Some interestingly cast celebrities are in on the fun. Don Johnson is Von Jackson, leader of the vigilante organisation Freedom Force, which isn’t interested in taking prisoners. Michelle Rodriguez’s Luz runs a taco stand as a front for an underground resistance movement of ‘illegals’ and sympathisers known as the Network. The stand is under surveillance by an improbably baby-faced immigration cop (Jessica Alba), who later appears naked in a shower; Rodriguez likes to mix up the social commentary with Latino sex kittens. Lindsay Lohan, taking time out from the labours of inebriation, is hammy as the drug-addled daughter of one of the Machiavellian plotters, not that hamminess is out of place in this film.
Between the set pieces, which are fantastical ballets of preposterous violence, there are dramatically flat dialogue scenes in which background and exposition are leadenly ladled out. These entirely lack the cartoonish glee of the action sequences. There’s a wilful exuberance to much of the film, though, that makes you forgive – though not necessarily forget – these shortcomings.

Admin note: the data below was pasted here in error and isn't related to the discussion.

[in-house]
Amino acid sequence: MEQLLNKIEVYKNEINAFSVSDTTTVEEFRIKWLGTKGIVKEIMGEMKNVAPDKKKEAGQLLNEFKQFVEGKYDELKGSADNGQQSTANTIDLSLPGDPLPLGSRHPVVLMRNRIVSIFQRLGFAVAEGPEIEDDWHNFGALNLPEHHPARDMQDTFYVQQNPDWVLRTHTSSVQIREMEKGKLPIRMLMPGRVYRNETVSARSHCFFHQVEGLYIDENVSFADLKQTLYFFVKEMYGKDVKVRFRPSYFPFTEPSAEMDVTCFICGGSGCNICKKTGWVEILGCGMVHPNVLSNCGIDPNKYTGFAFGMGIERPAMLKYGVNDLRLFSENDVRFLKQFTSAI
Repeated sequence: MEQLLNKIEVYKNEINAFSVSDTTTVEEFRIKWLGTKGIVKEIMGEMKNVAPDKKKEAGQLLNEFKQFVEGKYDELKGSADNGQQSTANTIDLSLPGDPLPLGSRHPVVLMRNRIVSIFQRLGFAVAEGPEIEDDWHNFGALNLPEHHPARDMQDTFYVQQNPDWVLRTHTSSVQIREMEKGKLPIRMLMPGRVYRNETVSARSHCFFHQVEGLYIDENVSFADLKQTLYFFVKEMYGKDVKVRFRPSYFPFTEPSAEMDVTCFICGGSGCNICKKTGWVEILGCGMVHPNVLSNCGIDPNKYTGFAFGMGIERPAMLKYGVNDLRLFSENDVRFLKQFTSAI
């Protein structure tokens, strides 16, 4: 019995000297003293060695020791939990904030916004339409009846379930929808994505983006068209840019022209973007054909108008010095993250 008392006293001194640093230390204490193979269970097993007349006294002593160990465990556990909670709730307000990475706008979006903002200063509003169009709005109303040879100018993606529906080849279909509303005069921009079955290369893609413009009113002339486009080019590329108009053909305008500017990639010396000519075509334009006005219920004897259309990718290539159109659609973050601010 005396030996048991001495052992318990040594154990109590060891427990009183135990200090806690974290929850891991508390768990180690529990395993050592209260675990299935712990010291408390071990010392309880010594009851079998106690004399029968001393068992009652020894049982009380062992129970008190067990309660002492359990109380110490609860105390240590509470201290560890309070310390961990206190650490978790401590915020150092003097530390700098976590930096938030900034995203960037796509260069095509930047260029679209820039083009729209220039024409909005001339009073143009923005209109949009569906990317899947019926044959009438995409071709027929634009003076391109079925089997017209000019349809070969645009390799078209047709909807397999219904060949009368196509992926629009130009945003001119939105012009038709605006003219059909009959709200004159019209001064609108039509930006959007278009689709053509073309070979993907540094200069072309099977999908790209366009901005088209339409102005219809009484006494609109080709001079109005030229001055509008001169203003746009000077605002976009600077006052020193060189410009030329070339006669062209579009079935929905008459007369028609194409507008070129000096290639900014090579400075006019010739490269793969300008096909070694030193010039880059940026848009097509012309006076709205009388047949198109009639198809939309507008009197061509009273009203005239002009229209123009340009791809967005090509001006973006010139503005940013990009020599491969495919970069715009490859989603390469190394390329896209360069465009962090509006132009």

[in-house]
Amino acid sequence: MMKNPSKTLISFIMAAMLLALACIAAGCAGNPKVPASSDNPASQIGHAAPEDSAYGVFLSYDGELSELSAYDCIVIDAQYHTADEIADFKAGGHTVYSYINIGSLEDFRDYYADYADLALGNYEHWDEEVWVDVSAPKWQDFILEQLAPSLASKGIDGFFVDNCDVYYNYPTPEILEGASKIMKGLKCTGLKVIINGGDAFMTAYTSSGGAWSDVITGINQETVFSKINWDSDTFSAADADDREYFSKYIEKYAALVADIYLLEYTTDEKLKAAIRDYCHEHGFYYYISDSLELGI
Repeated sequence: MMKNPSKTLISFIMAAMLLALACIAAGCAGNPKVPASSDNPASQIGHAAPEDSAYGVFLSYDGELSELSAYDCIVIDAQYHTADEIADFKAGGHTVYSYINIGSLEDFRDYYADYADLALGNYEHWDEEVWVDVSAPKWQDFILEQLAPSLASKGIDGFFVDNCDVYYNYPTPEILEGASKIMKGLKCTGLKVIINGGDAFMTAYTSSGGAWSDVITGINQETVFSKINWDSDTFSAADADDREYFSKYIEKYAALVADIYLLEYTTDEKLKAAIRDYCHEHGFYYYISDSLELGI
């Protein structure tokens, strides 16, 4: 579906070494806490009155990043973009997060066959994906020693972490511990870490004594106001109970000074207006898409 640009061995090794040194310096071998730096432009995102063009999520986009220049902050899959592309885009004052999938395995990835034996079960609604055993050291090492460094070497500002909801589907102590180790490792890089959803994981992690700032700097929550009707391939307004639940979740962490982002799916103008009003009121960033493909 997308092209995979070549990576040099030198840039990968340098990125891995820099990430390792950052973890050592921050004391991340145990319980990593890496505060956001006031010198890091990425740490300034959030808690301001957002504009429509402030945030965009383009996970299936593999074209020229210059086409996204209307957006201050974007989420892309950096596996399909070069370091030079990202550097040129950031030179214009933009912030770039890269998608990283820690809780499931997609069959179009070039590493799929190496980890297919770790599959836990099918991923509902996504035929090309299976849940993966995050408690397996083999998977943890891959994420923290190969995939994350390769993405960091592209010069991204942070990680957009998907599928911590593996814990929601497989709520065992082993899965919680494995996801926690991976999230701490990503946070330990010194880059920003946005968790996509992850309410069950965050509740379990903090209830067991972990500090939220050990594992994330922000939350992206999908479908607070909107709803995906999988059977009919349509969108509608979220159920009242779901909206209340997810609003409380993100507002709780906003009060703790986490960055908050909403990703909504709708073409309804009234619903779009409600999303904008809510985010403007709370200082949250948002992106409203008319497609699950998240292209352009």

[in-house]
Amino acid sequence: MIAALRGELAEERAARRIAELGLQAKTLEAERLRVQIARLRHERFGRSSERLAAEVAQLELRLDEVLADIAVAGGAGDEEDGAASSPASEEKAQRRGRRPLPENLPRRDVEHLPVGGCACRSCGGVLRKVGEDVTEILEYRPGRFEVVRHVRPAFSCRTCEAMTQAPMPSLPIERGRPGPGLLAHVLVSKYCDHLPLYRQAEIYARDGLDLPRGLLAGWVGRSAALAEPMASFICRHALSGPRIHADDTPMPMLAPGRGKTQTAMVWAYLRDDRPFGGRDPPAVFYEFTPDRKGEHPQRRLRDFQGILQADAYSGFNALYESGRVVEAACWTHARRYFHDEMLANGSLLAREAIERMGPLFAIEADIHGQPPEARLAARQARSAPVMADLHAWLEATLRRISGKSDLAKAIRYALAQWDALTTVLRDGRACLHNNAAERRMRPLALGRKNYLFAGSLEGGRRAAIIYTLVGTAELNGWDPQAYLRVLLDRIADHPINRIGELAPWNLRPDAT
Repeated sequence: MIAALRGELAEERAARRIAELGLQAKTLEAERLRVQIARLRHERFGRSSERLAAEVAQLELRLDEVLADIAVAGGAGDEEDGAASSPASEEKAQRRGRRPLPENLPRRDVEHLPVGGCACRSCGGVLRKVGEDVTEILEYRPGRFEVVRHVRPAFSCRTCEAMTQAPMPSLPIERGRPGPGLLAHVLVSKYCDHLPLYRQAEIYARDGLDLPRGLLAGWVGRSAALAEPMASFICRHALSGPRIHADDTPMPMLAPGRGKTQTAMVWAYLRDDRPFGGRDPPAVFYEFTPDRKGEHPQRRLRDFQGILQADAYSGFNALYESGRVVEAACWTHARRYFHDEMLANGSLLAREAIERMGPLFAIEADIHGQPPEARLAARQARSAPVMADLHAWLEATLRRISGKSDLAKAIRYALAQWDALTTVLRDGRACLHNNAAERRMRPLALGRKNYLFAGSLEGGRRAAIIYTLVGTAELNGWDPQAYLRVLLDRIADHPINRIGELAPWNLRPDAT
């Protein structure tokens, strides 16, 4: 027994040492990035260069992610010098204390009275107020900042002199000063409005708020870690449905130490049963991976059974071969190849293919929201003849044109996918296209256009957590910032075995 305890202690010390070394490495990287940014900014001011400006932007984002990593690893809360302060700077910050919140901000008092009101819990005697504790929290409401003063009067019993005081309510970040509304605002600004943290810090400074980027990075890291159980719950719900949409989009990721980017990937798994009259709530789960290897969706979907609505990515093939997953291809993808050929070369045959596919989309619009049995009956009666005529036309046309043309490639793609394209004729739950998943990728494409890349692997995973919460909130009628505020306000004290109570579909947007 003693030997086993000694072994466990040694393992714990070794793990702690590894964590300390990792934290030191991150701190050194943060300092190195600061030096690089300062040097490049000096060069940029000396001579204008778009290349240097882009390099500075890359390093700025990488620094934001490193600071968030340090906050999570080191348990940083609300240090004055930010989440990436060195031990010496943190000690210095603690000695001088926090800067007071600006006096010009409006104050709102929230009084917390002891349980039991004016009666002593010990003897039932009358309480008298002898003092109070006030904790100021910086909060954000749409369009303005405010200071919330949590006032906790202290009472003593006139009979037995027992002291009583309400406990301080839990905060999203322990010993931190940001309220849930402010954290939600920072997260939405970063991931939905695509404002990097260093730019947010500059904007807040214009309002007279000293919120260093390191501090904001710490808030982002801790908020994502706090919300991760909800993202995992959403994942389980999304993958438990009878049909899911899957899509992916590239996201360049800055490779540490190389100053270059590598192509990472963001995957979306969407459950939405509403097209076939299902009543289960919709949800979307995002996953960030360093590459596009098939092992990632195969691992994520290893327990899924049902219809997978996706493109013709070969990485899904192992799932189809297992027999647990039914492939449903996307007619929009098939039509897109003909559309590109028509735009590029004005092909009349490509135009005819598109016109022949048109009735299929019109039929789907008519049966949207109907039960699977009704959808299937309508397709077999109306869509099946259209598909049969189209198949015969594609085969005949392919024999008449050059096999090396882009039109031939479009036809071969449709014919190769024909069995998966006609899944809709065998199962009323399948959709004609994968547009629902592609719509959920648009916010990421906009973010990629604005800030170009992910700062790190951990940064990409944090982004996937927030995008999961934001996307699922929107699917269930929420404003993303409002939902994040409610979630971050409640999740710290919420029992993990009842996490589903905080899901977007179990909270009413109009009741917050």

Machete is an oddity: trashy and stupid, yet not entirely. In the US, where Arizona border-policy legislation has been a divisive topic recently, the film has been controversial. It’s certainly more cartoon than polemic but there is at times something subversive behind its lurid, preposterous surface.
An angry energy threads through the film, although it’s somewhat obscured by the eager abandonment to schlock and gore. Machete can be read as a scathing indictment of institutionalised racism in the south-western states, and perhaps even as an overt Mexican revenge fantasy. In the climactic battle scene that takes place between the redneck vigilantes of Freedom Force and the Mexicans and assorted revolutionaries of the Network, the latter emerge armed with whatever has come to hand: toilet plungers, garden rakes, AK-47s. It’s completely ludicrous, but it might be the most enjoyably ludicrous movie you’ll see all year. The big-name cast in a sense causes the movie to become something of a Trojan horse: masquerading as low-rent, mainstream American entertainment, it gets through the gates of Hollywood before opening its mischievous trapdoor of sedition.